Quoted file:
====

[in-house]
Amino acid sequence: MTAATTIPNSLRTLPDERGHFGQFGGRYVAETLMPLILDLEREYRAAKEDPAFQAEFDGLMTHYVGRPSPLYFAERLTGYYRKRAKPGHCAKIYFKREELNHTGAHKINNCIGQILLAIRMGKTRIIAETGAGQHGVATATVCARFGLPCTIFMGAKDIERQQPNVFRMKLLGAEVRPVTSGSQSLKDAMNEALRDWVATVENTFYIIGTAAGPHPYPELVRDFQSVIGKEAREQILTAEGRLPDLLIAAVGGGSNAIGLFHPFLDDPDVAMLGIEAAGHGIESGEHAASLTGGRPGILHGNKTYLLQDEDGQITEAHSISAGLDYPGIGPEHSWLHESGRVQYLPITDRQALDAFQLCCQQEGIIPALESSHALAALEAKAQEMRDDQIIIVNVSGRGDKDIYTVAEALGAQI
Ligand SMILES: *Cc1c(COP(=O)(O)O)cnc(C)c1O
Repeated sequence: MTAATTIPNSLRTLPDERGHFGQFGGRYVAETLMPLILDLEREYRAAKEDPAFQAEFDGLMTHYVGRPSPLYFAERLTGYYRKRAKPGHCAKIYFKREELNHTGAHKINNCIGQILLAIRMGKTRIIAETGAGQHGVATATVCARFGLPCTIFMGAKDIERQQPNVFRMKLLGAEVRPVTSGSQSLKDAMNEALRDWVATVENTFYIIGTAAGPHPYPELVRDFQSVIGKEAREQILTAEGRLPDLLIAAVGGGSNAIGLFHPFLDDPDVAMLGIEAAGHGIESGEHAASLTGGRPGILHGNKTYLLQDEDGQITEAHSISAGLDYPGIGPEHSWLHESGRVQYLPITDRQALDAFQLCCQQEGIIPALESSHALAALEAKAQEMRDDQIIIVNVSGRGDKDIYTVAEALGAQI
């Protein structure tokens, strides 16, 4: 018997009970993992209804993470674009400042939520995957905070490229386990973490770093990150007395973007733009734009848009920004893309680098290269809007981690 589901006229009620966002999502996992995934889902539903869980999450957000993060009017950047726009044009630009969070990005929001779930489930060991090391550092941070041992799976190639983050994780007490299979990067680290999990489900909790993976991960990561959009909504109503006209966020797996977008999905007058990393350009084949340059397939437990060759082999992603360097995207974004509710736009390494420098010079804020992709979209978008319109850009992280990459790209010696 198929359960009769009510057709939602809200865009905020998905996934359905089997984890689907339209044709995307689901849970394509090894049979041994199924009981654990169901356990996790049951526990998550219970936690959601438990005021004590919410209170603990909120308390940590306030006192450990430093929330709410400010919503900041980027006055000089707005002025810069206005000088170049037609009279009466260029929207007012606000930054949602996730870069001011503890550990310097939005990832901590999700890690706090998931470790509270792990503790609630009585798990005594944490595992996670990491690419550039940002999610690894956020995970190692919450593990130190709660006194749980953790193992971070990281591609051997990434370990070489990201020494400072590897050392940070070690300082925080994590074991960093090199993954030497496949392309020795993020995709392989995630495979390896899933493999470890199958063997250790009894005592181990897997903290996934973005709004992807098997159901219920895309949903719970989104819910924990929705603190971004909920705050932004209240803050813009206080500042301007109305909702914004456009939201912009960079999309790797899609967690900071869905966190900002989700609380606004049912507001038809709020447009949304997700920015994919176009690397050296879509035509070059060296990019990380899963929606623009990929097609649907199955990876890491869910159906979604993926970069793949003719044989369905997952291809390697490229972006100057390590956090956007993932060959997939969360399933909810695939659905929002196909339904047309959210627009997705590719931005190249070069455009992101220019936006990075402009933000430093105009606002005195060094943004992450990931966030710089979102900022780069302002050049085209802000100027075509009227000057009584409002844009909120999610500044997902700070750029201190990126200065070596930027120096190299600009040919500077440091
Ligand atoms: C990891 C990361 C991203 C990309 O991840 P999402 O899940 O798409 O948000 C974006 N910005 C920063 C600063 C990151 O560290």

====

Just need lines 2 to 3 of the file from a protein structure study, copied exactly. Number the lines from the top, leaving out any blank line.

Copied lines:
Amino acid sequence: MTAATTIPNSLRTLPDERGHFGQFGGRYVAETLMPLILDLEREYRAAKEDPAFQAEFDGLMTHYVGRPSPLYFAERLTGYYRKRAKPGHCAKIYFKREELNHTGAHKINNCIGQILLAIRMGKTRIIAETGAGQHGVATATVCARFGLPCTIFMGAKDIERQQPNVFRMKLLGAEVRPVTSGSQSLKDAMNEALRDWVATVENTFYIIGTAAGPHPYPELVRDFQSVIGKEAREQILTAEGRLPDLLIAAVGGGSNAIGLFHPFLDDPDVAMLGIEAAGHGIESGEHAASLTGGRPGILHGNKTYLLQDEDGQITEAHSISAGLDYPGIGPEHSWLHESGRVQYLPITDRQALDAFQLCCQQEGIIPALESSHALAALEAKAQEMRDDQIIIVNVSGRGDKDIYTVAEALGAQI
Ligand SMILES: *Cc1c(COP(=O)(O)O)cnc(C)c1O